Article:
Creating Effective PBL Assessments

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Assessment is always a touchy subject in education. The stereotypical assessments that come to mind include state or national standardized tests, multiple choice tests, and scantrons. However, assessments in PBL are much more than a simple measure of right or wrong. Well designed assessments help the teacher see how well students understand the material and whether or not they are growing academically. These measures should challenge students in a non-threatening way, align with their work in the unit, and guide their growth.

This week we developed assessments for our PBL units and were asked to reflect upon these assessments as they relate to J.S. McTighe’s key principles of assessment. Below is a list of my intended assessments and brief descriptions on how they relate to these principles.

Weekly Notes: Each student will explore the course materials for each week before we meet in class. They are to take notes on what they learned for use during in class activities. This is assessed as a completion grade but the true purpose of this activity is twofold. First, these notes are taken to ensure that students are exploring course materials before class. Secondly, the notes ensure that everyone has some sort of foundation before primary source analysis begins and that they have something to reference as they begin their analysis work in small groups.

Document Analysis Practice: This is the hard work of the course – learning to analyze and corroborate historical documents to answer guiding questions. Because this is truly difficult work, students do these activities in class in a small group with the professor available when they become stuck. These activities are designed to help them learn the analysis process in a safe environment, essentially scaffolding the research process.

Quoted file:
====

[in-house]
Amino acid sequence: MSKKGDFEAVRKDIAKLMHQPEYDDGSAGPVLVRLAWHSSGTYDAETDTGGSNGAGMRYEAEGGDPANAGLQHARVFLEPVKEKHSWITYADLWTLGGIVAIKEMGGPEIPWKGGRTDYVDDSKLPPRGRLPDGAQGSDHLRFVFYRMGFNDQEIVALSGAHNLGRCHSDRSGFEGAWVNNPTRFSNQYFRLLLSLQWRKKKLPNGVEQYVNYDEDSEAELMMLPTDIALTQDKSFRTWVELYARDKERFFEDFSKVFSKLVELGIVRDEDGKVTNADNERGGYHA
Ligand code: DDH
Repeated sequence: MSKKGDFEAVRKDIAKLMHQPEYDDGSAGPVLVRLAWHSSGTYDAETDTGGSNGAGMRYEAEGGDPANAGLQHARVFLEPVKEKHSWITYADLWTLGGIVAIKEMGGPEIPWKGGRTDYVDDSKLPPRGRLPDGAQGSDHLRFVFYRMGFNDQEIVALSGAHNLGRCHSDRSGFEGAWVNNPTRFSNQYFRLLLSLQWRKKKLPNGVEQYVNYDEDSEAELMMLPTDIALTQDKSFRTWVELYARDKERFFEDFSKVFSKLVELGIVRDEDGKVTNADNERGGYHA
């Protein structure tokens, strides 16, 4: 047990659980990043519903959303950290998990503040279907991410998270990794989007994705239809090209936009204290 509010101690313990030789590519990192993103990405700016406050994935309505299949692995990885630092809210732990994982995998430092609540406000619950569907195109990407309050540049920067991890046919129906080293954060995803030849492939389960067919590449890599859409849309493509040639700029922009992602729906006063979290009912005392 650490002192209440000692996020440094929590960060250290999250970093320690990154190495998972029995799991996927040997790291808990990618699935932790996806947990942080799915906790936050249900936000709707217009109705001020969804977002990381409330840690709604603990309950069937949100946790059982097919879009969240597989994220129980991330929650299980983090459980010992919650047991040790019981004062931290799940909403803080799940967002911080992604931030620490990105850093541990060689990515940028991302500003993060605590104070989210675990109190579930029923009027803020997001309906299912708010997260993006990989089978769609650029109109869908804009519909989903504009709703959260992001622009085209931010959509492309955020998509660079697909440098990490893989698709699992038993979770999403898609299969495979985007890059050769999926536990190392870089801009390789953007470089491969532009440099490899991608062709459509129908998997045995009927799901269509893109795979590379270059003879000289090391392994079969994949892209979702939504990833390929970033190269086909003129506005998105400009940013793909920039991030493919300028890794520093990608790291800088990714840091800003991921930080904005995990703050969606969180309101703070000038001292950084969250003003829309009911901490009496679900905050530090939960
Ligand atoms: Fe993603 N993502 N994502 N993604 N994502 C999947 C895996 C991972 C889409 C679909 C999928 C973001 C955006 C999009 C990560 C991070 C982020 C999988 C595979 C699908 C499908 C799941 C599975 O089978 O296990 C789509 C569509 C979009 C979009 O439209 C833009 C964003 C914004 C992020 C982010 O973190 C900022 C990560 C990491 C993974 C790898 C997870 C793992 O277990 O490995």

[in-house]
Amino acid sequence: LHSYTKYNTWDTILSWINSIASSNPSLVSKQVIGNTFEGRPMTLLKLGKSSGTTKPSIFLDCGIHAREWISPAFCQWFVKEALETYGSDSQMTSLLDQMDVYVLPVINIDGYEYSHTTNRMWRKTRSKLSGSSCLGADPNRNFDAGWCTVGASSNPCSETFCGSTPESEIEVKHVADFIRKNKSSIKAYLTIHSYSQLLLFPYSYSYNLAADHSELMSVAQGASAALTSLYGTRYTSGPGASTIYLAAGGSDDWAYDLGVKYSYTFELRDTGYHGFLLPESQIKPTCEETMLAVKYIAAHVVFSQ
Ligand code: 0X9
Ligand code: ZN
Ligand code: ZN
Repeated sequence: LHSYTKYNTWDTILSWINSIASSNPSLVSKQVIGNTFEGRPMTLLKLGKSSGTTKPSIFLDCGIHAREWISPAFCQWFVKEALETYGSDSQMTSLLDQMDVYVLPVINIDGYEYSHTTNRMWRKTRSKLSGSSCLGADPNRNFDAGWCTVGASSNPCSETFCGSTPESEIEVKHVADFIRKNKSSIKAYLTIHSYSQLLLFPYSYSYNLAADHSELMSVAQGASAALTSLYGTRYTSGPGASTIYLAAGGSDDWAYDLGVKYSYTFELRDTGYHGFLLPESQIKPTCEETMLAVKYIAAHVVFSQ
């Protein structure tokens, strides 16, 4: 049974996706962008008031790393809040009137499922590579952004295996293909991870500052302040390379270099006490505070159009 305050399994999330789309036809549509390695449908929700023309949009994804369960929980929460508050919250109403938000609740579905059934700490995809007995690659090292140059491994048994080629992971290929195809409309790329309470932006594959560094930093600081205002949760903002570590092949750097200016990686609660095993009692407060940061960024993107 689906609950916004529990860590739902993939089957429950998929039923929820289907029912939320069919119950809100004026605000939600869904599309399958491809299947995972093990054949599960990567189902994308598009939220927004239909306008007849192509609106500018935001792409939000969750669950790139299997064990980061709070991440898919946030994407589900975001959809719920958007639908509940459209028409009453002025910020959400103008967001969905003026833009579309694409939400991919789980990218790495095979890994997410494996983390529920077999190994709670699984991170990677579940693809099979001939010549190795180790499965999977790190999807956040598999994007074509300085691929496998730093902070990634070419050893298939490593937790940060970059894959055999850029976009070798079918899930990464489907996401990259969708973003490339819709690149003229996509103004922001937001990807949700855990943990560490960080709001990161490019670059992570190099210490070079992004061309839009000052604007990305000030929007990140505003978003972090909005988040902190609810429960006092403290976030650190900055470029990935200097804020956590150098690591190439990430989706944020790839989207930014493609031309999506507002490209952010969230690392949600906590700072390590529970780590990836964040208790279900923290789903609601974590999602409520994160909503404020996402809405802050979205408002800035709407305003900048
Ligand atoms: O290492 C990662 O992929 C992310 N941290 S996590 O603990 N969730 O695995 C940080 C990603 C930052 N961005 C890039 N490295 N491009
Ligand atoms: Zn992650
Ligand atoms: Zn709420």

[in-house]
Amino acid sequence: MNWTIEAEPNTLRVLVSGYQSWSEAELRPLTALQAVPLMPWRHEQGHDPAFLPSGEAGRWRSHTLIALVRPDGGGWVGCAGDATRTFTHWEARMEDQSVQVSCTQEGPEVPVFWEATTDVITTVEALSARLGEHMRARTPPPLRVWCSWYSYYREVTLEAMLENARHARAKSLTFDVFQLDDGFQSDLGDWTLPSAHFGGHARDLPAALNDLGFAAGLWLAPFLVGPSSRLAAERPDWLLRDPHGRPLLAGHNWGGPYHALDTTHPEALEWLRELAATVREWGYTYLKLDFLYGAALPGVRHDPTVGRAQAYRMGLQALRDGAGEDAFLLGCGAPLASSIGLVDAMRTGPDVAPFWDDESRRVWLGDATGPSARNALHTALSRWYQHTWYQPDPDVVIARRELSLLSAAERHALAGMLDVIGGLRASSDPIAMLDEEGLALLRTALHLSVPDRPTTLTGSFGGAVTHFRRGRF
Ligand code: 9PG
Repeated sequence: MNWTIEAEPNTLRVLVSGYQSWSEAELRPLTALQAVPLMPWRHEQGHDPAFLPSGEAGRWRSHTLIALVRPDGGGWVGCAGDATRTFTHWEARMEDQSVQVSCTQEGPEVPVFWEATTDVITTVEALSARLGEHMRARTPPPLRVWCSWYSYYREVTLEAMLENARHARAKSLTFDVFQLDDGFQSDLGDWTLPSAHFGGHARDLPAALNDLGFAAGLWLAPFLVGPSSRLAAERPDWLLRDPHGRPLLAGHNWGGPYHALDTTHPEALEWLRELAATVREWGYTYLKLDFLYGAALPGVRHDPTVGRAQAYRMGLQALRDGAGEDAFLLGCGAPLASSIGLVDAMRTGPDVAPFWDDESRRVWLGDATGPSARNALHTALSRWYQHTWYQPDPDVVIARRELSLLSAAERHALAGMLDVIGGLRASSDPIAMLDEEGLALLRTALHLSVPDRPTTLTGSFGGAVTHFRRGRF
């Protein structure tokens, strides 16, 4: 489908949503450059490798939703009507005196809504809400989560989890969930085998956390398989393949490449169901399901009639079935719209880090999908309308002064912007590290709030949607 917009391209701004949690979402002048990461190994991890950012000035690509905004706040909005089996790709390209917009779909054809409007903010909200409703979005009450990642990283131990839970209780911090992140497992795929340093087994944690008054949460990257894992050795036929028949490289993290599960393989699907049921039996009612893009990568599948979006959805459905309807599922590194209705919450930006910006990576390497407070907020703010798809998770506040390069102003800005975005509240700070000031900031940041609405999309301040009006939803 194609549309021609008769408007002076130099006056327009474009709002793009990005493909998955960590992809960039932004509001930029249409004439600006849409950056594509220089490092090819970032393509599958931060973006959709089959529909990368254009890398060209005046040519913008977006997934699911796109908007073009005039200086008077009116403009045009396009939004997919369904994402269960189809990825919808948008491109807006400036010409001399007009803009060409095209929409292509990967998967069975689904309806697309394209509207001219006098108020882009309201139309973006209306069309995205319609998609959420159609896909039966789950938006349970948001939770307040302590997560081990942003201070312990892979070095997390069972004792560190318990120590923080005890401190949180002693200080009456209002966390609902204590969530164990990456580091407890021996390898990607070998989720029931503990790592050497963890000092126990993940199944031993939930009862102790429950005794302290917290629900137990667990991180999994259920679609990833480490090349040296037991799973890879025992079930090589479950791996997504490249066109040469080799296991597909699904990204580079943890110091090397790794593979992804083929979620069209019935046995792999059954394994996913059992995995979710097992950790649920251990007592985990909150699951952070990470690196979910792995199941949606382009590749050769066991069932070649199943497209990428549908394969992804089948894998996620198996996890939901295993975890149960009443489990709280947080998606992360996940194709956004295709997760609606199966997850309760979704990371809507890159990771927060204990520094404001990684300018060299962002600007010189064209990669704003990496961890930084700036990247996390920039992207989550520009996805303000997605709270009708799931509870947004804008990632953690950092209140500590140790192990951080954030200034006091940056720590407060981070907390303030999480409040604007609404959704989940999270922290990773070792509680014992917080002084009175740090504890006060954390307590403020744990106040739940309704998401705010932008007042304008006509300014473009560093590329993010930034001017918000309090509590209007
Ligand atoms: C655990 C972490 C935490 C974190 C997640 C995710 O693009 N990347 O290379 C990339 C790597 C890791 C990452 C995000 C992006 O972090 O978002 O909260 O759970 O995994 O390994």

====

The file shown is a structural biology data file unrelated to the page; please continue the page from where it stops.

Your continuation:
RAFT Writing: Because this project focuses on how everyday people experienced history, working on understanding perspectives is an important learning target. As such, students will write from the perspectives of others about historical topics through RAFT assignments. Again, these are largely completed in class so that students can get the help of the professor or peers when they need it the most.

DBQ Writing: Similar to the RAFT writing, students will practice short document based question writing assignments in class. These are designed to teach students how to construct an argument using historical documents as evidence for that argument. These are also largely completed in class so that when students struggle, there is a support system immediately available to them.

Reflection Blog: The reflection blog gives students an opportunity to put the skills they’ve learned in the classroom to practice on an individual level. In this activity, students research topics related to the course materials of the week and locate 3 to 4 primary sources that help them answer the driving question (what was history really like for those who lived through it?). This is an activity designed to scaffold the final assignment – the anthology book.

Anthology Book: My plans for this assignment are still a bit blurry but the overall goal is for students to answer the driving question for each era studied in class by compiling documents from their blog and creating an eBook that answers the driving question. Students will put the primary sources in context of each era’s reputation through secondary sources and either corroborate, add to, or challenge the narrative. Ultimately, this activity encompasses all of the goals of the prior assignments: content coverage\historical background, source analysis and corroboration, perspective, persuasive argument, and reflection.

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